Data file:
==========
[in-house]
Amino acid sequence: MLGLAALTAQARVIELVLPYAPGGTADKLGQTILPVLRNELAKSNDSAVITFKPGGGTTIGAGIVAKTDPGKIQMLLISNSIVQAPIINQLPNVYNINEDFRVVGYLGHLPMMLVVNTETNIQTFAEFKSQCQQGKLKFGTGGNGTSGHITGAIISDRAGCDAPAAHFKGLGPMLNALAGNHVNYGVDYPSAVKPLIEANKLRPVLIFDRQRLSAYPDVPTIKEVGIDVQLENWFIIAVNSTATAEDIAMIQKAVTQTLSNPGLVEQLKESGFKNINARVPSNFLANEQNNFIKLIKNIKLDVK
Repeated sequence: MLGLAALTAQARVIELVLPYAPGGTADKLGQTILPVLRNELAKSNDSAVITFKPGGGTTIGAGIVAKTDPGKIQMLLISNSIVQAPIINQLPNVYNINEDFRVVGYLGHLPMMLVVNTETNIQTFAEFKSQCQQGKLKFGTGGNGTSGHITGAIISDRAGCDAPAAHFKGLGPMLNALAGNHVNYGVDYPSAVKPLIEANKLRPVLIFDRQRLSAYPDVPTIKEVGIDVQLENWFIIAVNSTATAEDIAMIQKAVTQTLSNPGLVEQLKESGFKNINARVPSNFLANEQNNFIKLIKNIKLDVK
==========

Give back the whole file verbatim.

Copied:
[in-house]
Amino acid sequence: MLGLAALTAQARVIELVLPYAPGGTADKLGQTILPVLRNELAKSNDSAVITFKPGGGTTIGAGIVAKTDPGKIQMLLISNSIVQAPIINQLPNVYNINEDFRVVGYLGHLPMMLVVNTETNIQTFAEFKSQCQQGKLKFGTGGNGTSGHITGAIISDRAGCDAPAAHFKGLGPMLNALAGNHVNYGVDYPSAVKPLIEANKLRPVLIFDRQRLSAYPDVPTIKEVGIDVQLENWFIIAVNSTATAEDIAMIQKAVTQTLSNPGLVEQLKESGFKNINARVPSNFLANEQNNFIKLIKNIKLDVK
Repeated sequence: MLGLAALTAQARVIELVLPYAPGGTADKLGQTILPVLRNELAKSNDSAVITFKPGGGTTIGAGIVAKTDPGKIQMLLISNSIVQAPIINQLPNVYNINEDFRVVGYLGHLPMMLVVNTETNIQTFAEFKSQCQQGKLKFGTGGNGTSGHITGAIISDRAGCDAPAAHFKGLGPMLNALAGNHVNYGVDYPSAVKPLIEANKLRPVLIFDRQRLSAYPDVPTIKEVGIDVQLENWFIIAVNSTATAEDIAMIQKAVTQTLSNPGLVEQLKESGFKNINARVPSNFLANEQNNFIKLIKNIKLDVK